The plans of discarding all that is right and true
The one night stand
Think outside the box that you find yourself in.
Joseph had to. He had to look for more than childhood dreams. They just weren’t working out how he had envisioned them. The prison box that he was held captive in did not house the dream that was in his heart.
All he had left were hopes and dreams, and you know? They were probably too small.
What box, what pressure cooker are you living in? Perhaps, the very thing creating all the pressure is forming you, for the better, the best.
Don’t you just love/hate when someone gets removed from a situation then they begin to downplay, minimize, or outright falsify the story. “It wasn’t that bad they say.” This forms a pattern and often happens in a cycle of abuse. Once they are out of the terror of the moment, they capitulate and regress on their resolve, and back on the merry-go-round, they go again.
Joseph didn’t get that chance. He moved from bad to worse, to worse, to worse again, and then he was plunged into the worst of it all. He didn’t have time to capitulate or regress. Can you hear him, “You intended to harm me…you actually meant to hurt me… How come you hurt me, you are my brothers? Why don’t you love me?” then around it would go again. Joseph’s cycle was dealing with the facts, not pretending they didn’t happen.
There was disdain that the brothers had built toward Joseph; legitimately it could be called hatred. Joseph was his father’s favourite and his brother’s bane. When Joseph was sent to check on his brothers, and they spotted him coming a long way off, they plotted to kill him. Well, most of them.
Joseph was sent by his father to see how the brothers were making out with the family business of shepherding. They had relocated many kilometers away, and in a day with no communication resources, Joseph was the communicator between home/dad and his sons.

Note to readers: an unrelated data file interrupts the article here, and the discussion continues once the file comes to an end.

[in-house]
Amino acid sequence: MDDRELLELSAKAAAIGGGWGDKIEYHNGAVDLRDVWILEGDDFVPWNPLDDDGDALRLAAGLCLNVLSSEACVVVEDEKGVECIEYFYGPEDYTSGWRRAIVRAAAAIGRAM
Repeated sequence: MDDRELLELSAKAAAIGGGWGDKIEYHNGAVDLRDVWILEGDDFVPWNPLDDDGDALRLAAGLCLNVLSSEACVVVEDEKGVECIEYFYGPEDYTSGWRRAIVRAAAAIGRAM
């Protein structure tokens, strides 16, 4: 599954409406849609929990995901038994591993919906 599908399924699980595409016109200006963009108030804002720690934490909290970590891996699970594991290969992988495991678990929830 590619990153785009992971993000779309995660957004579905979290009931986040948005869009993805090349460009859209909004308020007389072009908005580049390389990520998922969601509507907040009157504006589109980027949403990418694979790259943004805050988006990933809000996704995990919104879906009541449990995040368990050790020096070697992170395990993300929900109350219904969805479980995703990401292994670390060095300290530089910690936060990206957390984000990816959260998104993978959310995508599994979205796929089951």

A couple of these brothers had previously committed mass murder, it was in their history, and now all but one brother was ready to kill Joseph. Rueben pleaded and they compromised by attacking Joseph, stripping him of his robe, and throwing him into a waterless pit. No sooner did Joseph hit the bottom that they sat down and ate their meal. Heartless. It was just another day in their wilderness, tending sheep.
The brothers, with the exception of Rueben intended to leave Joseph there to die.
Joseph was guilty. Of what? He was guilty of previously sharing his dreams and goals as he tried to find a place within the family dysfunction. He was also guilty of receiving an inordinate amount of favouritism from his father. He had the robe, the Dreamcoat to prove it. Joseph was the firstborn son of Rachel, the wife that Jacob had loved more than the other wives.
Animosity was not new to this brood. The family’s distain and contempt had been growing for a long time.
Unaware and totally naive, Joseph walked straight into the ambush. He was the easy target of a family that was full of anger, disunity, unrest, and deception.
Insult to injury, the brothers had a twisted moment of conscience. They decided, rather than kill him, sell him to a traveling caravan of Ishmaelite’s.
Joseph sold for eight ounces of silver. At today’s price, his life was worth $147.52.
For Joseph, this was not a good day. However, he was able, through thirteen years of processing, to get an accurate perspective. But, it was equally not a good day for his brothers. They just didn’t know it yet.
Much later Joseph said this before he died, “You intended to harm me, but God intended it for good to accomplish what is now being done, the saving of many lives.” (Genesis 50:20, NIV)
I don’t measure the amount of water I drink in metres or feet, neither do I build my house by quarts or litres. The right quantifier, measuring stick, is imperative. It makes all the difference and gets the job done.
We need to discover our personal, emotional, GPS. Who we measure against is most revealing.
Already in the previous blog, I tried to discuss the futility of comparing ourselves with someone else. It just produces a false reading.